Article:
Comparative perspectives have traditionally carried little weight in U.S. politics. American politicians routinely invoke the idea of the United States as “the greatest democracy in the world,” and efforts to highlight alternative ideas about how to organize or practice democracy have long faced tough sledding. Even for those Americans who do not embrace the notion of U.S. political superiority, the many distinctive features of the United States and its politics—from its size and relative geographic separateness to the unique U.S. Constitution—often deter them from looking abroad for lessons. Even many academics are disinclined to apply a comparative lens to the United States—political science departments at most universities separate the study of American politics from comparative politics.
But this outlook is changing. An unforeseen effect of Donald Trump’s presidency has been a surge of comparative inquiry, with scholars, journalists, and political commentators increasingly raising examples from abroad in their analyses of the United States’ democratic woes.
The most pressing motivation behind the new search for comparative insights on American democracy is Trump himself. Many unsettled Americans wonder how similar he is to illiberal strongmen in other countries, what the trajectories of these leaders can reveal about the United States’ political fate, and whether there are useful lessons from abroad about how to preserve democracy in the face of a leader with openly antidemocratic instincts and attitudes. The resounding success of Steven Levitsky and Daniel Ziblatt’s How Democracies Die, an insightful and thoughtful analysis of democratic backsliding across Europe and Latin America, is one testament to this new hunger for comparative perspectives.
But the comparative curiosity extends beyond Trump. Glaring operational deficiencies in U.S. democracy—from poorly administered elections and endless gridlock to partisan power grabs in states that have elected new governors—are fueling interest in wider perspectives on political reform. Maine’s recent adoption of ranked choice voting, for example, was motivated in part by comparative lessons about electoral systems in other democracies. Even the U.S. Constitution, traditionally considered sacrosanct, is receiving useful scrutiny. In How to Save a Constitutional Democracy, Tom Ginsburg and Aziz Huq bring to bear formidable comparative learning to diagnose how the Constitution is contributing to serious democratic deficiencies and how they could be alleviated.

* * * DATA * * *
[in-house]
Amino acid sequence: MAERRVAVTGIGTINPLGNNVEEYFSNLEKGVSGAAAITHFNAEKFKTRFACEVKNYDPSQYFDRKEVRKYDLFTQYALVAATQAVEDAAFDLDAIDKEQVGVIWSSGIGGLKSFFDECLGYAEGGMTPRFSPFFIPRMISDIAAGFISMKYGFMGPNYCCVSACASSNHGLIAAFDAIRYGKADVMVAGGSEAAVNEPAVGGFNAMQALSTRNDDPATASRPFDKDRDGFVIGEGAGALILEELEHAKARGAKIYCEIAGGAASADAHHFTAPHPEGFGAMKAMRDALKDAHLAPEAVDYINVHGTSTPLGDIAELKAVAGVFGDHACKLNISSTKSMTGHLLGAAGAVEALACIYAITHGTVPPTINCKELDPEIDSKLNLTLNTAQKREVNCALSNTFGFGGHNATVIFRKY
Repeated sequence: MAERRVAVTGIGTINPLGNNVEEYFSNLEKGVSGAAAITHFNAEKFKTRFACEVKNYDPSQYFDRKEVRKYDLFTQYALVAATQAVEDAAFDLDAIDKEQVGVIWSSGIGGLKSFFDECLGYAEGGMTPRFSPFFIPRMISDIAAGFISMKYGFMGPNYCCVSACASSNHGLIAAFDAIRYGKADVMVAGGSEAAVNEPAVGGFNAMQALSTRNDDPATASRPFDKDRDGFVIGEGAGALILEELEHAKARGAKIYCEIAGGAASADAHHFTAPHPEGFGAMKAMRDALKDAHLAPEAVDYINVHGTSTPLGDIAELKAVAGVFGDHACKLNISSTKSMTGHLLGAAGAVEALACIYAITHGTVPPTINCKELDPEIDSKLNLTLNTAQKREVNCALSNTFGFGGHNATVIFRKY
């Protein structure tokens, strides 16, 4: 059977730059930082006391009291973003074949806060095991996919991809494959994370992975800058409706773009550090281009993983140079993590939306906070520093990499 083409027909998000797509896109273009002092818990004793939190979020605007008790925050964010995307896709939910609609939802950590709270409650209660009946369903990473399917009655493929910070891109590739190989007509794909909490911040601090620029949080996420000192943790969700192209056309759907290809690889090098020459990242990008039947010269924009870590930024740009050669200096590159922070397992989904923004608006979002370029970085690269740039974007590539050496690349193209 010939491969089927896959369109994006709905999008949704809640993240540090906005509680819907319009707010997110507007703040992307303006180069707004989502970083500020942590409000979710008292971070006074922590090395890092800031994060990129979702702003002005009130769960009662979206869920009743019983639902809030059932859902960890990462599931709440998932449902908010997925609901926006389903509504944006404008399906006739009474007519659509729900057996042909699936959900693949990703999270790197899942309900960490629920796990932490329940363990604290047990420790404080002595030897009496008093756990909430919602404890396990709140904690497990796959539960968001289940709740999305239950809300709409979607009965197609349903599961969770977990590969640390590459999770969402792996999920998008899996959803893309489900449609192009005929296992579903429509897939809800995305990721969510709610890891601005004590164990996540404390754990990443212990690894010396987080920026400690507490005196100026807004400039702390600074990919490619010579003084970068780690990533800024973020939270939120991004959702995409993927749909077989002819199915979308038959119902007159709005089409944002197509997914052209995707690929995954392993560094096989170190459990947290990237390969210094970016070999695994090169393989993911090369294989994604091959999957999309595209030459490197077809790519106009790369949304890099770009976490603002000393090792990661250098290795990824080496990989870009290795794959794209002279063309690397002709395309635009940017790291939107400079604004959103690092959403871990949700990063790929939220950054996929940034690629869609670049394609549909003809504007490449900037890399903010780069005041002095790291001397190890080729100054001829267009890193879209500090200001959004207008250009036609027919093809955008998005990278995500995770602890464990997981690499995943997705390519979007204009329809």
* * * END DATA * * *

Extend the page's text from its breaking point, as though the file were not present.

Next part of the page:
This opening to the world is welcome—and long overdue. American society and politics certainly have many unusual features, but the laws of physics, metaphorically speaking, apply to U.S. politics as much as to the politics of any other country. Few of America’s democratic dysfunctionalities are unheard of elsewhere. Many other countries have grappled with—and overcome—similar challenges, including flawed election administration, legislative gridlock, surging political corruption, voter alienation, and many other issues confronting the United States.
While interest in comparative insights and lessons is surging, there are still formidable challenges to incorporating them into policymaking and public debate. Comparisons to peer countries like Canada and the United Kingdom are already hard enough for some Americans to swallow. Opening up the national mind to see parallels and draw lessons from countries as diverse as, say, Chile, South Africa, and India is a serious challenge. Based on the authors’ recent experiences advancing comparative research on U.S. democracy, adhering to four guidelines will help those who produce or disseminate such analysis most effectively sway skeptics and spark reform efforts.
First, avoid using the comparative perspective simply to shock Americans. Yes, Trump does bear a resemblance to various foreign antidemocratic strongmen. But superficial comparisons that highlight troubling parallels without analyzing the full picture, including those institutions and practices that do or don’t keep a particular leader in check, shed more heat than light. Bleak proclamations, such as Masha Gessen’s warning after Trump’s election that “institutions will not save you,” are less helpful than analyses of both the relative vulnerabilities and strengths of American institutions. And studies should not only enumerate cases of democratic collapse but also examine those of democratic survival and renewal. Cherry-picking comparisons to paint dire portraits of the current state of U.S. democracy undermines Americans’ willingness to think seriously about lessons and experiences from abroad.